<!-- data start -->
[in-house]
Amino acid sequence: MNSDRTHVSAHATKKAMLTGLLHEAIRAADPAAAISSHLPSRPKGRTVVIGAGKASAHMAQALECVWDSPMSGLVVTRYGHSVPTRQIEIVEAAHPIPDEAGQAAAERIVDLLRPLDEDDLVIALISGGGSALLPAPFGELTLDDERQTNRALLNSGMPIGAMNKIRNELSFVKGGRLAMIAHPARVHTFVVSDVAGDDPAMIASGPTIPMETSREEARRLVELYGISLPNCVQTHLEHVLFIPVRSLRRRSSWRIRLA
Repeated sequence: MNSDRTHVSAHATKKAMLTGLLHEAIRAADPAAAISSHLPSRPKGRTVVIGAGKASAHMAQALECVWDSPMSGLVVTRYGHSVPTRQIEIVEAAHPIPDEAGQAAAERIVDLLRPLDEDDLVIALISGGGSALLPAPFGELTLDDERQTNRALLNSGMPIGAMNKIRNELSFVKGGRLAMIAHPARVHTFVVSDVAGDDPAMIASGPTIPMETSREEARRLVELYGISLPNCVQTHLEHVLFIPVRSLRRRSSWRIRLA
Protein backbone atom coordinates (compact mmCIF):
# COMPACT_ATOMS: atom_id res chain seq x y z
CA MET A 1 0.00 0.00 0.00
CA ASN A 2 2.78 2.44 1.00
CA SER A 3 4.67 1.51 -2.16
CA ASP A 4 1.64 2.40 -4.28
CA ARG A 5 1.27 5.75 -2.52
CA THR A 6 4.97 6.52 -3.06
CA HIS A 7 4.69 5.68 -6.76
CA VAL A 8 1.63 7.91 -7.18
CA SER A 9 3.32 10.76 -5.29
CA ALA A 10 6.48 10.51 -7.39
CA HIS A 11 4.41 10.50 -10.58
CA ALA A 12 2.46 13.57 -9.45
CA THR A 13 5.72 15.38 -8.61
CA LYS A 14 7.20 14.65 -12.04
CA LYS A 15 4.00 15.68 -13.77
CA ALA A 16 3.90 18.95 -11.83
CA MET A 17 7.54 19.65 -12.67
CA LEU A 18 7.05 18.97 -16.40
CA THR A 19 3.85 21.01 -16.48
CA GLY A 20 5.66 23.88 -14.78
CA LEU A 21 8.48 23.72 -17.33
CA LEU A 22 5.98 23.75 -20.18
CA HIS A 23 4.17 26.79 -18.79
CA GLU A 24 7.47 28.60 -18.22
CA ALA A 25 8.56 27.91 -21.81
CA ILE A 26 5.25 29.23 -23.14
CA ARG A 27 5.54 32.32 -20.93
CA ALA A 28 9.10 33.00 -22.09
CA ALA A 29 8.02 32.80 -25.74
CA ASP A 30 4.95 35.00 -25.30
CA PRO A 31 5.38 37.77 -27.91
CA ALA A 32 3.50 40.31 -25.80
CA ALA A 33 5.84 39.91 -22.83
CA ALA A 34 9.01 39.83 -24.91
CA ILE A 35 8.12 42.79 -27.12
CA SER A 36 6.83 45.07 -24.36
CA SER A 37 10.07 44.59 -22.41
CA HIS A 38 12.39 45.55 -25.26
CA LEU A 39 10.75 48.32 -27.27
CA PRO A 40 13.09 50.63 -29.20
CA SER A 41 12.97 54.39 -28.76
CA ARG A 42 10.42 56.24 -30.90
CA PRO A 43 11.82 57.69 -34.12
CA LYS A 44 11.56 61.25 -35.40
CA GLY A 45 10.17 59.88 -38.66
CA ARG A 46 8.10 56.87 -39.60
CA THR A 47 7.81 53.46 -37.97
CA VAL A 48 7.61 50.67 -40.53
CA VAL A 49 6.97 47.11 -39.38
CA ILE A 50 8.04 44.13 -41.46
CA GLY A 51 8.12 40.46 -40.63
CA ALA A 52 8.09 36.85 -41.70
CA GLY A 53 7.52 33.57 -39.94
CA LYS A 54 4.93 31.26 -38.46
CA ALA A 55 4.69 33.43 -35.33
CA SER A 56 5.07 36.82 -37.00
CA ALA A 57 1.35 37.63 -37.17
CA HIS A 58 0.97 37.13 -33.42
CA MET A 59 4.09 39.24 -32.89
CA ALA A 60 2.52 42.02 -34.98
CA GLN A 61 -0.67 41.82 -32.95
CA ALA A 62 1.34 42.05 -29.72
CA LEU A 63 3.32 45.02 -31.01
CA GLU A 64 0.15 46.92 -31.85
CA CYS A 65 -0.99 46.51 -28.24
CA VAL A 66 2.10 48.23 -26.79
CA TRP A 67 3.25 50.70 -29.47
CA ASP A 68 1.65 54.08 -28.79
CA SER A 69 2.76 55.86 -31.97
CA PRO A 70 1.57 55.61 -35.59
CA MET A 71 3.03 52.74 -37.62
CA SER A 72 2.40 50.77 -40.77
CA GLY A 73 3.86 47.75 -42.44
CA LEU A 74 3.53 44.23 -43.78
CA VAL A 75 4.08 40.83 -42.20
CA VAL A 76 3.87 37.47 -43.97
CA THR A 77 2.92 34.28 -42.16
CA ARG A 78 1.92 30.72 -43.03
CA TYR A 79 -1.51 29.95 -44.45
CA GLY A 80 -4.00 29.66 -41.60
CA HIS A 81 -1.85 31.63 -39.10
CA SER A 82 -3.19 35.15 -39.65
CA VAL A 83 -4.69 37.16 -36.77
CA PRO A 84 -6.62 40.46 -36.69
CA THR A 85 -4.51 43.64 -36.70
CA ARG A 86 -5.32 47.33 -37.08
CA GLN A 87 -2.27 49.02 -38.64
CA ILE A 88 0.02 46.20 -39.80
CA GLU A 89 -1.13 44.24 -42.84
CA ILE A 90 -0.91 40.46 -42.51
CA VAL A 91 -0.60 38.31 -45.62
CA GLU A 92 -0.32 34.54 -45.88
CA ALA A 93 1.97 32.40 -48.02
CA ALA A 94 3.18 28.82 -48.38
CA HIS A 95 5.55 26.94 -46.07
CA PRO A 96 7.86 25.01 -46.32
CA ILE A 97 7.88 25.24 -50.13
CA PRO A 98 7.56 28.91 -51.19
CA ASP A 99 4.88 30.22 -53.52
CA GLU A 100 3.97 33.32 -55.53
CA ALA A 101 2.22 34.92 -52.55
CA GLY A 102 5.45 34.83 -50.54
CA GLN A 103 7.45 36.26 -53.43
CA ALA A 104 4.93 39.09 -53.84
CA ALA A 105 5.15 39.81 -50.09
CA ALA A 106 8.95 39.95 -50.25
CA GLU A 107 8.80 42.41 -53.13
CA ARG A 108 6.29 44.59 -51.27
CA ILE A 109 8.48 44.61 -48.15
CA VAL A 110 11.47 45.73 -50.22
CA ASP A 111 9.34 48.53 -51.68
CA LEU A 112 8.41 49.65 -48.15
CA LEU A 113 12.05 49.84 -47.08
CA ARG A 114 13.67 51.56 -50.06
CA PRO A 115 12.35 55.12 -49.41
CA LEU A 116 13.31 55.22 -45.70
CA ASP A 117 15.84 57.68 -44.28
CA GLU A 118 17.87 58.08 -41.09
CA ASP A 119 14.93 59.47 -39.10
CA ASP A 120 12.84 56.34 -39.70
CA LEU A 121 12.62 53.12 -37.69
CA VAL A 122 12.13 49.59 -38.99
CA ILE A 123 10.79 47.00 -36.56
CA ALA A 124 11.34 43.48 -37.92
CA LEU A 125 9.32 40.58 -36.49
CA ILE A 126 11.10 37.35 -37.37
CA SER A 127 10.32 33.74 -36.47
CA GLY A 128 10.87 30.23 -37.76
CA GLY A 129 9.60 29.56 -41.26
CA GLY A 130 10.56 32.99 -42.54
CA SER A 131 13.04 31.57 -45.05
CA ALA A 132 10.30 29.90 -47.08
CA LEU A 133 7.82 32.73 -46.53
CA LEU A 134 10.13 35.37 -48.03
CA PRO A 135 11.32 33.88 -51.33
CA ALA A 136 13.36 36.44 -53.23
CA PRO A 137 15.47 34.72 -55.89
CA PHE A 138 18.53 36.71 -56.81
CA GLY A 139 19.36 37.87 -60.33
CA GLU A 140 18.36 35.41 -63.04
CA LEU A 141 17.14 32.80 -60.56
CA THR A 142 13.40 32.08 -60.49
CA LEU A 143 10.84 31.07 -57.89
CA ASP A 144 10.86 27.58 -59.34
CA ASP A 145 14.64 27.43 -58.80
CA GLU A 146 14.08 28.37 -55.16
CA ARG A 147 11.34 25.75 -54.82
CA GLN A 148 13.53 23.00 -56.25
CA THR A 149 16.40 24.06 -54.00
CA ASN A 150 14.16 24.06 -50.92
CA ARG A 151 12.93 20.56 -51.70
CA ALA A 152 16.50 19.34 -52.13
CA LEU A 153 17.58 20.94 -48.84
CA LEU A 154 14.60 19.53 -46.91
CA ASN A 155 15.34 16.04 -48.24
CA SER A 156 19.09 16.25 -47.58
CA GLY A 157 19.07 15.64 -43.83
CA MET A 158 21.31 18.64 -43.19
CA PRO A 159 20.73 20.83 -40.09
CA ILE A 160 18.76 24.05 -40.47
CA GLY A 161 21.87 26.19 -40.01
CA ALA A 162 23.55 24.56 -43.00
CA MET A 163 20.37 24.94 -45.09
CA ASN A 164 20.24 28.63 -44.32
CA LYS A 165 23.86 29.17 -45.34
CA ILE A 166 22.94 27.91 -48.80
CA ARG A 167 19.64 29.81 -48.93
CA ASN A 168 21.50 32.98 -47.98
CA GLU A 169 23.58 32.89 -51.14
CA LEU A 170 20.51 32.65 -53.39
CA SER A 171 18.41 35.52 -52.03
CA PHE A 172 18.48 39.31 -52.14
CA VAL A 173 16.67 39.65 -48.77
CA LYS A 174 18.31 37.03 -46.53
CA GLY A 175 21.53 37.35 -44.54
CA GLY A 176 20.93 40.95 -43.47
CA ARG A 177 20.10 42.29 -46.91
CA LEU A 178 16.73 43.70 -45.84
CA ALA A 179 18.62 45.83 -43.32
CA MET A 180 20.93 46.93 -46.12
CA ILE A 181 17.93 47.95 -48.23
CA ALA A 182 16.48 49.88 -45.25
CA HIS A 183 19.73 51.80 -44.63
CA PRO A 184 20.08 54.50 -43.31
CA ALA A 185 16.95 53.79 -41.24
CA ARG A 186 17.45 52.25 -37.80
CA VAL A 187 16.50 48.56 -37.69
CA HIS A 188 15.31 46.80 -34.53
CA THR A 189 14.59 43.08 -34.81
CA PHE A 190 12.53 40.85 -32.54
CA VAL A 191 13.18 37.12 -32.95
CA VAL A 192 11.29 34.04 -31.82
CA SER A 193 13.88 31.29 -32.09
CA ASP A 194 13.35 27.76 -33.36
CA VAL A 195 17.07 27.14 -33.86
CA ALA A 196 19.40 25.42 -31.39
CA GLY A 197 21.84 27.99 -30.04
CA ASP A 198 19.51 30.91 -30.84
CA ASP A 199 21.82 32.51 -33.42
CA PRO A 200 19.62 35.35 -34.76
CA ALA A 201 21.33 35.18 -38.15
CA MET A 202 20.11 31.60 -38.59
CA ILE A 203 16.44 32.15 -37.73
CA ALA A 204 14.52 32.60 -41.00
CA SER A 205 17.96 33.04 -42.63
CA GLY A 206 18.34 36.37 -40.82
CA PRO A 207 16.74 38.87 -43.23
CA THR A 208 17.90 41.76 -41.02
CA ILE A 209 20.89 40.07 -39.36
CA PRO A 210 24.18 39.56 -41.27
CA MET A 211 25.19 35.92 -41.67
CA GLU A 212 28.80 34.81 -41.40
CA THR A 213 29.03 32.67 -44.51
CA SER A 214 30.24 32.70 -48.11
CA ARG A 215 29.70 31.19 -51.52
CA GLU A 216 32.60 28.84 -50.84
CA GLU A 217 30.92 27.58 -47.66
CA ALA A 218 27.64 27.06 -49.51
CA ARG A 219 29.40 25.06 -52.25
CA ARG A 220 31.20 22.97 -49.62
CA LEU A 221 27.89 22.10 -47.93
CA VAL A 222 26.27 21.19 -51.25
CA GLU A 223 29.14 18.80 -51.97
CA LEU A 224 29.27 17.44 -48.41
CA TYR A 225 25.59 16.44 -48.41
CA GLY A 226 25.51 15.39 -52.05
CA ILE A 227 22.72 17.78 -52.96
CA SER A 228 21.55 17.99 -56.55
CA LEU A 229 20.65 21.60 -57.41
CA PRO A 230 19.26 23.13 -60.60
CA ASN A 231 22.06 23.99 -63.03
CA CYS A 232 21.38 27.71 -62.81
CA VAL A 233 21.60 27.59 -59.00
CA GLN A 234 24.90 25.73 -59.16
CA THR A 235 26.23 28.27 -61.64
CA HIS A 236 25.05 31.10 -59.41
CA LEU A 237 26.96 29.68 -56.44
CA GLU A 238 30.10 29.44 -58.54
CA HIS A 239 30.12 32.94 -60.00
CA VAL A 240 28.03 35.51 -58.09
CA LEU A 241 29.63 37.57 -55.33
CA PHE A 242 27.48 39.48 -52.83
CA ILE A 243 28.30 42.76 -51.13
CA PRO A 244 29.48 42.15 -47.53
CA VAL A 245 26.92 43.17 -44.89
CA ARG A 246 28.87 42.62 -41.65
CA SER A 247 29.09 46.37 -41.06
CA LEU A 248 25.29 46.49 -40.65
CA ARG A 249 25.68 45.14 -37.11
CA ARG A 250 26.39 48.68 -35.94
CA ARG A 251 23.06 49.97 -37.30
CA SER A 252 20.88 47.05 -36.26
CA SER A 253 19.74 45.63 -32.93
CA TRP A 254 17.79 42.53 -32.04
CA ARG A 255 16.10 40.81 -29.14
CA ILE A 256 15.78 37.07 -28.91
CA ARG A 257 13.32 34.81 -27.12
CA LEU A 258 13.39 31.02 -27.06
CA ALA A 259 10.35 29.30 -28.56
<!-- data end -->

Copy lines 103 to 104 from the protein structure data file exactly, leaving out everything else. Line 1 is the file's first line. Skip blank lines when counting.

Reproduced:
CA PRO A 98 7.56 28.91 -51.19
CA ASP A 99 4.88 30.22 -53.52